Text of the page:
The fluorescence intensity has been reported to increase 10 to 25 times when N-(l-pyrene)-iodoacetamide (PIAA)-conjugated actin polymerizes from the G- to the F-form. To elucidate the molecular mechanism underlying this process, we measured the time-averaged aniso-tropy of PIAA-actin in both the G- and F-forms. The anisotropy ratio of PIAA-G-actin (0.137 ±0.008) was smaller than that of PIAA-F-actin (0.221 ±0.008). Similar results were obtained when N-(l-pyrene)-3-iodopropionamide (PIPA), a PIAA analogue with an extra carbon-chain in its reactive group, was conjugated with actin. The anisotropy ratio increased from 0.096±0.042 to 0.199±0.035 when PIPA-actin was transformed from the G-to the F-form. Further more, we measured the anisotropy decay of PIAA-actin in both the G- and F-forms. Least-square fitting revealed that the decay pattern was well fitted the wobbling-in-cone model. In the G-form, the pyrene of PIAA actin diffused in a cone region with a vertical half angle of 33.4'. This value decreased to 25.9• when the actin was transformed to the F-form, Because PIAA and PIPA were conjugated at Cys-374 of actin, our results suggest that a small cleft exists in the actin molecule in the vicinity of Cys-374, and this cleft becomes narrow upon polymerization, resulting in an increase in fluorescence intensity.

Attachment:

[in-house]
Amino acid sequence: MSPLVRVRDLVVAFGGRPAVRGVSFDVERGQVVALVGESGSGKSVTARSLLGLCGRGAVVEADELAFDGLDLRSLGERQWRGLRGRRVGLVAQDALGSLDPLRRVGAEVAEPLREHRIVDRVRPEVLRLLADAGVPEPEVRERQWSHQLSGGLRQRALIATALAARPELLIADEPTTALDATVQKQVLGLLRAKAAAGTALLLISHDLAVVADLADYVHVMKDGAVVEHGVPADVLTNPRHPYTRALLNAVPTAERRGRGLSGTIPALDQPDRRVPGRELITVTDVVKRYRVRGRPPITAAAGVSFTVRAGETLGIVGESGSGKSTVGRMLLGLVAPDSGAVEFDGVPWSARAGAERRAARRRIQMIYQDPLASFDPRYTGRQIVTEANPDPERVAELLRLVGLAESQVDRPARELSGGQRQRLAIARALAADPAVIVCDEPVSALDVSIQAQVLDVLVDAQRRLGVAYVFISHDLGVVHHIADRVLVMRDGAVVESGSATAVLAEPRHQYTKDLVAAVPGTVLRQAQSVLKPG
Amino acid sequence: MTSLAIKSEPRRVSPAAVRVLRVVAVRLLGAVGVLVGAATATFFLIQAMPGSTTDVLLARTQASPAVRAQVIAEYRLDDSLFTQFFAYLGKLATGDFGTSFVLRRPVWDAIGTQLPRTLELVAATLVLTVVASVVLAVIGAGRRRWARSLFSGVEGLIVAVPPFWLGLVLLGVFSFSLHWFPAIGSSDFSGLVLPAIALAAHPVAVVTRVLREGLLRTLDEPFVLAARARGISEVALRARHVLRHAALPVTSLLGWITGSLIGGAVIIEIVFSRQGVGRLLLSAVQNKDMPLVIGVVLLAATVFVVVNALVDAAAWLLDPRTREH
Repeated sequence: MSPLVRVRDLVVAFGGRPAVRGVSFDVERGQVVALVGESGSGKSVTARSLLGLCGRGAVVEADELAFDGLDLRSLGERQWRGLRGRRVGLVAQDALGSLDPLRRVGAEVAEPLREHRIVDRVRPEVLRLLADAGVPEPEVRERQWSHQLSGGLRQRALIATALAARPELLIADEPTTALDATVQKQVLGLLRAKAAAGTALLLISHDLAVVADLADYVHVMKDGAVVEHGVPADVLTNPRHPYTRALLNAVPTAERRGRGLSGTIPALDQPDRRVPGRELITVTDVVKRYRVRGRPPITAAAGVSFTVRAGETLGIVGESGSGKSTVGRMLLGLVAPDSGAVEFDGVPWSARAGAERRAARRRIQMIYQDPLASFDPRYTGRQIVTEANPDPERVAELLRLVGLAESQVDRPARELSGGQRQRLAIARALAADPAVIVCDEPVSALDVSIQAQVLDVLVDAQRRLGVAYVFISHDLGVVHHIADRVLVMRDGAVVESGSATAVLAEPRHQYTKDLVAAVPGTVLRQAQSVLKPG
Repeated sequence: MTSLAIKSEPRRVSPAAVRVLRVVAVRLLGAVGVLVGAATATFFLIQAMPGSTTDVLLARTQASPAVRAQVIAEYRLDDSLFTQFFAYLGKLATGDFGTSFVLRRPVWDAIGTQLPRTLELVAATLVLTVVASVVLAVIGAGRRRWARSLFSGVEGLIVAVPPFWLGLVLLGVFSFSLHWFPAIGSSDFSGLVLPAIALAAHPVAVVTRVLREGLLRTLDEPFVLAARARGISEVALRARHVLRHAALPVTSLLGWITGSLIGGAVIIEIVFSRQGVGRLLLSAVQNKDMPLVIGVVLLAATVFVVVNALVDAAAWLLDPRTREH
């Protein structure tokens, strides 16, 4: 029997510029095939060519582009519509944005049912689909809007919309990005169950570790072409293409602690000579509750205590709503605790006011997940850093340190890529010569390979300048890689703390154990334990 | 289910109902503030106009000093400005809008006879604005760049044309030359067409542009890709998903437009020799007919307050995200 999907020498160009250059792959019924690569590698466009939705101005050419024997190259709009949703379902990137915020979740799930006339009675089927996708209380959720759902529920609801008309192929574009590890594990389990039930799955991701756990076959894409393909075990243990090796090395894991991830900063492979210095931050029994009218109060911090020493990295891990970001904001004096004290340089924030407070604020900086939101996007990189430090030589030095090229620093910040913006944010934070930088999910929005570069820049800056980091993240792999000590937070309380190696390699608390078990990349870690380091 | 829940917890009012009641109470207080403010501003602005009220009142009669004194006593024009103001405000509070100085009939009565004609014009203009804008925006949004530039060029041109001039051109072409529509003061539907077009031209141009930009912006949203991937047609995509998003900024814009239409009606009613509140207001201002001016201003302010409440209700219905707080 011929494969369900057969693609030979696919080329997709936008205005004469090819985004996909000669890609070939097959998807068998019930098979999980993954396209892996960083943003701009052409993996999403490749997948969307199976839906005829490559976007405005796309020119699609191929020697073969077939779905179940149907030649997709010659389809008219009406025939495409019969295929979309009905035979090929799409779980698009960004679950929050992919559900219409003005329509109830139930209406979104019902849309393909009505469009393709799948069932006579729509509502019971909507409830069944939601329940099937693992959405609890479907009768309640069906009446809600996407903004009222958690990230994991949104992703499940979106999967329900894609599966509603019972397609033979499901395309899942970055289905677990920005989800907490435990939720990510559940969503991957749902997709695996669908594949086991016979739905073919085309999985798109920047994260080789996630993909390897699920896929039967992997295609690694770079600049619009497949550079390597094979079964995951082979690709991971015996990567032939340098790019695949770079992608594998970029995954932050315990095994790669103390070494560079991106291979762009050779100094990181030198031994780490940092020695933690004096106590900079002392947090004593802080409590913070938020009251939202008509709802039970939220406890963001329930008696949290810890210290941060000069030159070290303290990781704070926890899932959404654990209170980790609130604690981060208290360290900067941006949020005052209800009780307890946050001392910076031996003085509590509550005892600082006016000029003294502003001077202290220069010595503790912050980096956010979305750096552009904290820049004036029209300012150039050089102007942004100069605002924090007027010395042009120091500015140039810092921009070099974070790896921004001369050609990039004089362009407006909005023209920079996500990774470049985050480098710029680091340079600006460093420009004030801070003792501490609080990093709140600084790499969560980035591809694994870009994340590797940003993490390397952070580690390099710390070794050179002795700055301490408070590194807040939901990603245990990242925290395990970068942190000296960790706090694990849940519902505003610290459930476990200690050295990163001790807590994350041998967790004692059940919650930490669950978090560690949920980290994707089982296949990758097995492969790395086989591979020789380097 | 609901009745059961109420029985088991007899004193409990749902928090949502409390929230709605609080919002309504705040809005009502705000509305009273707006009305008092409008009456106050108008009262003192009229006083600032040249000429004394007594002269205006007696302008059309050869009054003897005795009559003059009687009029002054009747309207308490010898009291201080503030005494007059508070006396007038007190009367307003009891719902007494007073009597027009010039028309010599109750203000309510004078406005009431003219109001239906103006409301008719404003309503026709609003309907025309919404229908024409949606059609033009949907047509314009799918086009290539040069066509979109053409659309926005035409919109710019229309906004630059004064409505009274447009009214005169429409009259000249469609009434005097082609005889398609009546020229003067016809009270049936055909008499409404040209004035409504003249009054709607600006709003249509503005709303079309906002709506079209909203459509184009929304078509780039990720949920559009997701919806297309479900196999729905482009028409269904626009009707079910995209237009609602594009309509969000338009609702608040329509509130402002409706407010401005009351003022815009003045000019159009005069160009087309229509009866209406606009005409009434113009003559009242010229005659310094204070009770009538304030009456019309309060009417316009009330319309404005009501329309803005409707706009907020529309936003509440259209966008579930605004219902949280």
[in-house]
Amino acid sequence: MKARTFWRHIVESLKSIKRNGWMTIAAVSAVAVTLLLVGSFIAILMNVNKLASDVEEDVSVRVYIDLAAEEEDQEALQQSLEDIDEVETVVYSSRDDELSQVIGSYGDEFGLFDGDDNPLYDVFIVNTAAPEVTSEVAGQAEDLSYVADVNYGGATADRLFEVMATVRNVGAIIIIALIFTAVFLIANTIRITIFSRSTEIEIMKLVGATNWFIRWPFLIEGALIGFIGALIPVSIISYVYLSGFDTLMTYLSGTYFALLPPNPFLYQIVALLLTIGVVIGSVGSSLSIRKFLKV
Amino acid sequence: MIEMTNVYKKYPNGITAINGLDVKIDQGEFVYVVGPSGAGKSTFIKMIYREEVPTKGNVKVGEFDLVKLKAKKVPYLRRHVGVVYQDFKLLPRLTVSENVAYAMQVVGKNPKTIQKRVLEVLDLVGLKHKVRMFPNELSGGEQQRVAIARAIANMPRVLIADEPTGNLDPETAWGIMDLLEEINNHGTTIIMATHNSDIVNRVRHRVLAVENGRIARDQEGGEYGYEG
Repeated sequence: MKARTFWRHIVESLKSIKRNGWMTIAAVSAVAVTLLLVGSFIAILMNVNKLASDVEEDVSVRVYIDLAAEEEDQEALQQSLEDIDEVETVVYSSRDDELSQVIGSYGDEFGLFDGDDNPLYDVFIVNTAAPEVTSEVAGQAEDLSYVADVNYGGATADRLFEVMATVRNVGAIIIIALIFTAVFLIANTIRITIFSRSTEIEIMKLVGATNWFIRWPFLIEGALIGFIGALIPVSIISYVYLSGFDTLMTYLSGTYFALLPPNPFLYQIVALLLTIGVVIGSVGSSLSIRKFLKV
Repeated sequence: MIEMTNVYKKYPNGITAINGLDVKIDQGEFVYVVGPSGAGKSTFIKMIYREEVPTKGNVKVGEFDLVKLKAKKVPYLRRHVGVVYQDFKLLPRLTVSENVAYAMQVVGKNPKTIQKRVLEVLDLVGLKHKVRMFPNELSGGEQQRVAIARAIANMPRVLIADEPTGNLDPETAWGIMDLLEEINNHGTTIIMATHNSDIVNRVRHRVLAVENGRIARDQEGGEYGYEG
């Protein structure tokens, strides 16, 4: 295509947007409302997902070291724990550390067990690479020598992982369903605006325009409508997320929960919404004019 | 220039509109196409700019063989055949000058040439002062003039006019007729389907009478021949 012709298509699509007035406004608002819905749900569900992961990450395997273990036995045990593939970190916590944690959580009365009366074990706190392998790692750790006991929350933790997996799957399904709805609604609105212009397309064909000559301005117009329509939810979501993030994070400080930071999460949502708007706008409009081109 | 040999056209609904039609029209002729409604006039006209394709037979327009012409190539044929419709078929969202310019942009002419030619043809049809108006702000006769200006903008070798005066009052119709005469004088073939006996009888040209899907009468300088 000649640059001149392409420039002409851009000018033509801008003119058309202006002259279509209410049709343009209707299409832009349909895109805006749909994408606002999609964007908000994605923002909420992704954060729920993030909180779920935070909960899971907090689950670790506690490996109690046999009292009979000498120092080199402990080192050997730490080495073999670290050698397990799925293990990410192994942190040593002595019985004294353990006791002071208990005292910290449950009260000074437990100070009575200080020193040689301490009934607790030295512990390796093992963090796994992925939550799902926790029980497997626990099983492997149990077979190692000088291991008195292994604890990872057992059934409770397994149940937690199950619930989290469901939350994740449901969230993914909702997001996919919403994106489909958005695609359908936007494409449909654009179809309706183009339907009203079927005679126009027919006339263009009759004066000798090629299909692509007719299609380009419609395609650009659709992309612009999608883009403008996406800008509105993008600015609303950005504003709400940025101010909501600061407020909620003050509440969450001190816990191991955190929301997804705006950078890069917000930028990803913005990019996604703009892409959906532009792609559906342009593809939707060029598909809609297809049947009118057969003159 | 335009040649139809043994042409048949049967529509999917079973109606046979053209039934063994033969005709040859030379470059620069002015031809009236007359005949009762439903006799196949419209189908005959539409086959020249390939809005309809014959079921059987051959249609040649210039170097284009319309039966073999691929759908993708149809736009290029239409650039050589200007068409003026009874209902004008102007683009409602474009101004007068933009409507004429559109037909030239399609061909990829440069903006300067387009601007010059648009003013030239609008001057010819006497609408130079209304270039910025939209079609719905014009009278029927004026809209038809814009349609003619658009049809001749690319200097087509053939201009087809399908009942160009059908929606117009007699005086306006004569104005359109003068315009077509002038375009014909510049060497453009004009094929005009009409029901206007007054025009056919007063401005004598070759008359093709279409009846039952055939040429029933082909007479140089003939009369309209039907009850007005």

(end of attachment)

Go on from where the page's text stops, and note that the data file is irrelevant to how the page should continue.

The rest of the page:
|Number of pages||3|
|Journal||Journal of Biochemistry|
|State||Published - Aug 1994|
- Anisotropy decay
- Anisotropy ratio